Gujarat relaxes coal ‘tolling’ norms

By: | Published: June 23, 2018 5:17 AM

Under the tolling mechanism, coal mines allotted to state-owned power plants can be transferred to more efficient private generating units located closer to the mines to reduce generation costs.

Gujarat was the first state to invite tender under the tolling policy in August 2017.

Following feeble responses from private power generators to the state’s invitation for procuring 1,000 MW under the ‘flexible utilisation of coal’ scheme, popularly known as ‘tolling’, Gujarat has extended the deadline for receiving bids under the scheme by two weeks to July 5. It has also relaxed a few bidding norms to ensure higher participation.

According to a senior state electricity board official, who did not wish to be identified, only two companies had participated in the pre-bid meeting called for the tender. Widening the scope of participation, Gujarat has revised the bidding clauses and has allowed power plants to take part in the reverse auction where it is not feasible to transport coal through railways. In such cases, bidders may choose any other suitable mode of coal transportation.

Under the tolling mechanism, coal mines allotted to state-owned power plants can be transferred to more efficient private generating units located closer to the mines to reduce generation costs. Apart from financial savings for electricity distribution companies (discoms), tolling also helps reduce railway congestion – one of the main reasons behind power plants undergoing fuel supply constraints.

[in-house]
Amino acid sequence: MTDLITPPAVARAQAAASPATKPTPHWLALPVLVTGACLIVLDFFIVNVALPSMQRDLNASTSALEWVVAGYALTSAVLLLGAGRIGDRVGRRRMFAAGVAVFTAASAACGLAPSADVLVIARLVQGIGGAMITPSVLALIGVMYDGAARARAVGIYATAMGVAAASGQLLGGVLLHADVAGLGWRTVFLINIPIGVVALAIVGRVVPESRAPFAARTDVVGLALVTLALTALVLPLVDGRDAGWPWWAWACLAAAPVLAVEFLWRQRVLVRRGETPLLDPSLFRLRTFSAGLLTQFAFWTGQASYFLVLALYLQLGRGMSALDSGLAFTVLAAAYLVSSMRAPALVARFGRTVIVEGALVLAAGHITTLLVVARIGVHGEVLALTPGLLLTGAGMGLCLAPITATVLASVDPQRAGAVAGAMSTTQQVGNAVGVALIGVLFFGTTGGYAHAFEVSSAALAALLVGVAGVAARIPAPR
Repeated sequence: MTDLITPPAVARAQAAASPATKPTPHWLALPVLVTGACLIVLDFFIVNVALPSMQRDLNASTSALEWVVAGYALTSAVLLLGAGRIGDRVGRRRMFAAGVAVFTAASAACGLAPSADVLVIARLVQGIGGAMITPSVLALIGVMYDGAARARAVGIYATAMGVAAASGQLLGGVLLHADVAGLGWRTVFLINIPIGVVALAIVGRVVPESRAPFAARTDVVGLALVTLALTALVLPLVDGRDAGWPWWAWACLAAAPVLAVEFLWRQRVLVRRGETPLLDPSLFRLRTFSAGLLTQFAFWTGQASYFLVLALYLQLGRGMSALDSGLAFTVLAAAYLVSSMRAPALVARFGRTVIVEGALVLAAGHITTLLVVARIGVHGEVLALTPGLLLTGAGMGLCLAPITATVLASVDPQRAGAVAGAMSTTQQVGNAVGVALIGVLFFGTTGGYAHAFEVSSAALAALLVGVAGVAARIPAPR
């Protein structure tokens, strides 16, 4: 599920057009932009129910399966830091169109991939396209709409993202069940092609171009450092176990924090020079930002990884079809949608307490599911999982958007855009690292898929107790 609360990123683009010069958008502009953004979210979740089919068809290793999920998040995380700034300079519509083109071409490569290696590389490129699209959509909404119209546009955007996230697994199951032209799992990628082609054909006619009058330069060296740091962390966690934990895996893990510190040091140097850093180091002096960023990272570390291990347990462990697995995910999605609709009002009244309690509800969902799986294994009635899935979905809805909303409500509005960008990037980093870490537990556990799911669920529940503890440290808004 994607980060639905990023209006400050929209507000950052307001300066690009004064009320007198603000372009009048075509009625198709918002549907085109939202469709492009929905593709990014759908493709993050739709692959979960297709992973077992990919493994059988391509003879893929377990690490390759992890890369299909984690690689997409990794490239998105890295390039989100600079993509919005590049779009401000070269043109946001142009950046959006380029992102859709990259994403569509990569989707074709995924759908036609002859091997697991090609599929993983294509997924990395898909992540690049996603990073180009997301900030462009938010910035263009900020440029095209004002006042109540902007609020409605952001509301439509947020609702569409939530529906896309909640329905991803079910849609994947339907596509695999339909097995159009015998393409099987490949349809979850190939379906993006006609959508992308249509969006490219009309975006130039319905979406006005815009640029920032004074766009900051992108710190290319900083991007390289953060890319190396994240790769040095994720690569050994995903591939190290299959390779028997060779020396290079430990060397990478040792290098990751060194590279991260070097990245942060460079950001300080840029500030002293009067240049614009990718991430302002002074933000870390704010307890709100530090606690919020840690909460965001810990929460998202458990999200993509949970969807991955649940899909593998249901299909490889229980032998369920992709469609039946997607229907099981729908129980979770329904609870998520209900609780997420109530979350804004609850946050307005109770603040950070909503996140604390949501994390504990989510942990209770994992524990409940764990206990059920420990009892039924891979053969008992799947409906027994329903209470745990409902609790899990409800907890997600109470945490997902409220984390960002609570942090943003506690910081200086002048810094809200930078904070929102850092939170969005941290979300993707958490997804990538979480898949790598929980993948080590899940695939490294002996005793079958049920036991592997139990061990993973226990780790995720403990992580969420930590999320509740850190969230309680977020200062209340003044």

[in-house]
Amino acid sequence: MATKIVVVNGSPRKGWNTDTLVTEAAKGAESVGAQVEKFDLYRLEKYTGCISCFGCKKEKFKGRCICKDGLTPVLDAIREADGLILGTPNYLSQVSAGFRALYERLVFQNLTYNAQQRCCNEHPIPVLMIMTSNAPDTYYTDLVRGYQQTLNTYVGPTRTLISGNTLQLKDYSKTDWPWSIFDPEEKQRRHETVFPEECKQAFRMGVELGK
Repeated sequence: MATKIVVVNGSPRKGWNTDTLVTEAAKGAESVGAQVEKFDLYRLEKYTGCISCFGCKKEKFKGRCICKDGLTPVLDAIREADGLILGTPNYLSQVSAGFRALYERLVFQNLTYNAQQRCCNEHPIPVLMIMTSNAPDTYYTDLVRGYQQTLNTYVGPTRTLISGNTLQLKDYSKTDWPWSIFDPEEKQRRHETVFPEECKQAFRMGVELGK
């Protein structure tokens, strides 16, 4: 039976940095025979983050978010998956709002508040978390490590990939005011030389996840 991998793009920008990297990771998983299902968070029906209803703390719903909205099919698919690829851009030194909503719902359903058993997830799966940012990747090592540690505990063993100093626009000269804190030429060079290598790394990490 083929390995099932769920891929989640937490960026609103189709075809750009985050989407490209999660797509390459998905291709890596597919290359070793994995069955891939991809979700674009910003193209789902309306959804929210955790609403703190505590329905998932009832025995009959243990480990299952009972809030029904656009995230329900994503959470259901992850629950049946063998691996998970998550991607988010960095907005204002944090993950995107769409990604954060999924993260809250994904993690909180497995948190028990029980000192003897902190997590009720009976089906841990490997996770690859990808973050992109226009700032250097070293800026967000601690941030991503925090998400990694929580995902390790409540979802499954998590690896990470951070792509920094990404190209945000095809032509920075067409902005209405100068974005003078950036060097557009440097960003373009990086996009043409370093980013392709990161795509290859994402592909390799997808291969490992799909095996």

To attract more power generators, Gujarat has also said the duration of the 11-month power supply contract may be extended by another year. The earnest money requirement in the form of bank guarantee has been halved to Rs 1.7 lakh per MW of capacity offered. It has also removed the clause which said power suppliers would not be compensated for any rise in freight and transmission charges during the supply period.

Gujarat was the first state to invite tender under the tolling policy in August 2017, after the Centre introduced the scheme in May 2016. The previous tender for 1,000 MW received dismal response, with only GMR Chattisgarh taking part in the bid, that too with an offer to sell only 500 MW of power.

While the ceiling tariff for the reverse auction was kept at Rs 2.82/unit, GMR agreed to sell electricity at Rs 2.81/unit. The ceiling tariff for the reverse auction has been raised to Rs 3.01/unit to reflect higher coal prices and transportation costs in the latest tender.

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